Why The Need

“For many, arriving home can signal the beginning of a longer, more isolated journey for personnel and their families. Our work will never be done as long as there are communities who need our protection in the world, and the number of defence families needing assistance continues to grow.”
Bravery Trust Patron-in-Chief Sir Peter Cosgrove
What is the problem?

Our nation is in the midst of its longest period of sustained military conflict in its history – almost 20 years. This has involved the deployment of more than 75,000 Australian defence personnel across the globe, primarily in the Middle East region. Currently there are more than 2000 Australians on active duty at home and abroad.

During this time Australian troops have seen an increase in both the average number and length of deployments, keeping them away from home and their loved ones. This has had a significant impact on the members themselves and their wider support network of family and friends.

Serving in the Defence Force, particularly in times of sustained conflict, can result in both mental and physical injuries which can be difficult to overcome. Demand for help can arise anywhere and at any time, with the peak demand anticipated to plateau 15 years post conflict. Currently, more than 3,000 ADF personnel who served in Afghanistan, Iraq and the greater Middle East region have been diagnosed with a service-related mental illness including post-traumatic stress disorder (PTSD), anxiety and depression.

The Department of Veterans’ Affairs (DVA) provides benefits and entitlements to both serving and ex-serving members and their families. However, due to complex legislation the claims process can take some time, during which there can be an increase in expenses to families from the impact of the original injury or illness. Sometimes these costs outstrip what DVA is able to provide. Bravery Trust was established to contribute additional financial support to ensure all those who have been adversely affected by their service are not disadvantaged. Your support for Bravery Trust will ensure our service personnel and their families get the support they deserve.

How does Bravery Trust help?

We provide financial support to both current and former members of the Australian Navy, Army and Air Force, as well as their immediate families, following a service related death, injury or illness which has resulted in financial hardship.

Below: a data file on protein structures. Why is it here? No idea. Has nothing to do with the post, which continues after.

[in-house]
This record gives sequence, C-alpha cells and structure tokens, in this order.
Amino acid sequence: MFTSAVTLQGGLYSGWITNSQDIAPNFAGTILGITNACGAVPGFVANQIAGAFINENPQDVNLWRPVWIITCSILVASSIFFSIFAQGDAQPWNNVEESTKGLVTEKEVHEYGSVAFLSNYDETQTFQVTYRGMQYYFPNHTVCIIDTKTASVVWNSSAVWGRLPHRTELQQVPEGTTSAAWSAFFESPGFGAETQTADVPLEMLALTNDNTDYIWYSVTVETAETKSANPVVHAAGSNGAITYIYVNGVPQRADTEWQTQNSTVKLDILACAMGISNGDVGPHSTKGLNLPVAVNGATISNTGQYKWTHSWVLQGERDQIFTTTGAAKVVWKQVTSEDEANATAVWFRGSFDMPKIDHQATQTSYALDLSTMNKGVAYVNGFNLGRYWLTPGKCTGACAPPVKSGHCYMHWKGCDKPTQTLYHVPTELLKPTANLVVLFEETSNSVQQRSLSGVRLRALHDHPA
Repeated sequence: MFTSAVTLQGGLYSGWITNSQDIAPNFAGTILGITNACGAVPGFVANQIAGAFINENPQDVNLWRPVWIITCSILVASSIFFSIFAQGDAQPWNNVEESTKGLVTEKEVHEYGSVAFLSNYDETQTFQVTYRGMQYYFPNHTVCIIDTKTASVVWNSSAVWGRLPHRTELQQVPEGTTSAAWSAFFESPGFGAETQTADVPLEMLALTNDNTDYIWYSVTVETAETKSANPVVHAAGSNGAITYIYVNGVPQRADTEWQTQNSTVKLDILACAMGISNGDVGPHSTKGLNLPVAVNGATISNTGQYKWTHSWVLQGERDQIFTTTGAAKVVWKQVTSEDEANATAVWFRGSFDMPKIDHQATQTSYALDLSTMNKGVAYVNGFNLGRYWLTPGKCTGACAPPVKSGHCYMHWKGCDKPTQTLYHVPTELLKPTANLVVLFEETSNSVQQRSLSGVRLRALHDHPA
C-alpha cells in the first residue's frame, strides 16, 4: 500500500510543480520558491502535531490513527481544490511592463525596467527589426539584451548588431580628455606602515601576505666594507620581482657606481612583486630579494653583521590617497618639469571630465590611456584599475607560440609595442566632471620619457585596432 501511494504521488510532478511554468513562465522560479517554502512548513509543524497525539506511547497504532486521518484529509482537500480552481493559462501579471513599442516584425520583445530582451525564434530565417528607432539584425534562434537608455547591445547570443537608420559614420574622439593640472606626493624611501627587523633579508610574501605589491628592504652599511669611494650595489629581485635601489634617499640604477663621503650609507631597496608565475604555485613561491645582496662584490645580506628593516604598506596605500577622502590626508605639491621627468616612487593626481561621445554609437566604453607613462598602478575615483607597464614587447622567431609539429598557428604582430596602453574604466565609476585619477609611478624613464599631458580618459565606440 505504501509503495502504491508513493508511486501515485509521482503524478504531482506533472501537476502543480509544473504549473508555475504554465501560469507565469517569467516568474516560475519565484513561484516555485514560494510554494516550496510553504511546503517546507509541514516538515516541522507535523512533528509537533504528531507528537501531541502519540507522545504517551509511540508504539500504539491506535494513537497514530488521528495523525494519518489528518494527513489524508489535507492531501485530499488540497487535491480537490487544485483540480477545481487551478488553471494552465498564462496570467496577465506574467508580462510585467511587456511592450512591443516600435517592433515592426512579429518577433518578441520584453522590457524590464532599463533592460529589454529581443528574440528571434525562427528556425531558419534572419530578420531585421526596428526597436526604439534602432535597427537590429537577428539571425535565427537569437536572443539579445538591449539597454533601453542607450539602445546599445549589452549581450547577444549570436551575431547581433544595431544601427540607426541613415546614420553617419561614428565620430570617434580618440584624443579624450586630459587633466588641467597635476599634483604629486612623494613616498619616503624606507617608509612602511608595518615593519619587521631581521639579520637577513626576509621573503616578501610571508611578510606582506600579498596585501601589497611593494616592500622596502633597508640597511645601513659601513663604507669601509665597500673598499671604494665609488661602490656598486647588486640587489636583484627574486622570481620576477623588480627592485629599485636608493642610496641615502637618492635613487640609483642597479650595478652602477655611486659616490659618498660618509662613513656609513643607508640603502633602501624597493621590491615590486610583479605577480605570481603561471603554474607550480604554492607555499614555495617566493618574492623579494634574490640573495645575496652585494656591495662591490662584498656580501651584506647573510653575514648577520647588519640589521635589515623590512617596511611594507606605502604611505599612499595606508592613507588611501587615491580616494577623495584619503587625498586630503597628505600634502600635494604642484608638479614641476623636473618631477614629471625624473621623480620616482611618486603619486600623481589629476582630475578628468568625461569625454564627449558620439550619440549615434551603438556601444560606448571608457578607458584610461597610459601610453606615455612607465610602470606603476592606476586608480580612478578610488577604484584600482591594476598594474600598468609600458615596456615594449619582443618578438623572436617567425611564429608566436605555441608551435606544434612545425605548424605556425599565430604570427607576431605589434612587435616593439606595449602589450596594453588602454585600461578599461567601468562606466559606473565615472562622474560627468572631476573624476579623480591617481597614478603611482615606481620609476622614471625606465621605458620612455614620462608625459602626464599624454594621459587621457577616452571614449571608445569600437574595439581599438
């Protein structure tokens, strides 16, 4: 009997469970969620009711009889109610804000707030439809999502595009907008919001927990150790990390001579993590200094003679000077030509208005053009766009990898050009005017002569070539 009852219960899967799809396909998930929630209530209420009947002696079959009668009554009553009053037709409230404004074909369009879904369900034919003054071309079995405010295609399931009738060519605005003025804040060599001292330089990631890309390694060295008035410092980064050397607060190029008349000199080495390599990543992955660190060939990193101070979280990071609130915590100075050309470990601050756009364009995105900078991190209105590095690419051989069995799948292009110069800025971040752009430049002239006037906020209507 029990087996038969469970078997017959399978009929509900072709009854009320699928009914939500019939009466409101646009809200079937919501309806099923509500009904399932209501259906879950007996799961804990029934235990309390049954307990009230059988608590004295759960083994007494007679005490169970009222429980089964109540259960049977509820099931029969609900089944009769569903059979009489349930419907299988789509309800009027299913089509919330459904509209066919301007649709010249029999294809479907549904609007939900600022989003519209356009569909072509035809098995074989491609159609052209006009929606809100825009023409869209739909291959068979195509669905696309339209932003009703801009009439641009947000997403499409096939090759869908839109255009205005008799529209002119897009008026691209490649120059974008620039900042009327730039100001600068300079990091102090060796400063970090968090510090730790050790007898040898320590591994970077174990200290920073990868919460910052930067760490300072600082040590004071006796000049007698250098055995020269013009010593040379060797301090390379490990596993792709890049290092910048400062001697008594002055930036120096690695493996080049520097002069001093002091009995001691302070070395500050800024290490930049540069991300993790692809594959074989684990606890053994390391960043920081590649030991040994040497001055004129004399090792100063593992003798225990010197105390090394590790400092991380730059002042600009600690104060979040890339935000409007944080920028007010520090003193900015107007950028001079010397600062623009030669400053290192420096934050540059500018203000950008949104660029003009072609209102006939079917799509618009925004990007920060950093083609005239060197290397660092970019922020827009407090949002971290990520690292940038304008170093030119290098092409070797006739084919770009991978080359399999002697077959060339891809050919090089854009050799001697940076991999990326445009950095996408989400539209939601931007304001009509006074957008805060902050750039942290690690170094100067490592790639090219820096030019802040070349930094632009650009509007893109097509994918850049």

We can provide a wide range of financial support from basic living expenses to medical assistance, education, financial counselling, purchase of essential household items and much more.

We understand that each application for assistance is unique and we work with the individual or family to provide the financial support that will most benefit them in a timely, positive way to help them get back to long term financial stability.

We actively engage with each applicant to ascertain their unique requirements, ensuring they are respected and supported while we work with them to identify their greatest needs. In the short term we often provide immediate support in the form of food vouchers and/or payment of household utility bills. Over the longer term we help provide them with the tools to assist them reach ongoing financial stability such as financial counselling or assistance with costs associated with education or retraining. We provide these opportunities in the belief that our service personnel will become empowered to improve their own circumstances and provide a positive future for themselves and their families.

Did you know ?

The number of veterans with accepted disability has almost trebled in three years to 3444; up one third in just 12 months.
More than 26,000 Australian military personnel served in Afghanistan and the Middle East from 2001 to 2014, of which 41 were killed and 262 traumatically wounded.
The biggest single accepted health issue among Afghanistan veterans is hearing loss and tinnitus, followed by PTSD.
Approximately 13% of Afghanistan veterans are on some disability support, compared to 5% who served in the East Timor deployment in 1999.
"This is our opportunity to give something back and I urge people to get behind this important cause.”
Bob Cronin AM, Group Editor in Chief, West Australian Newspapers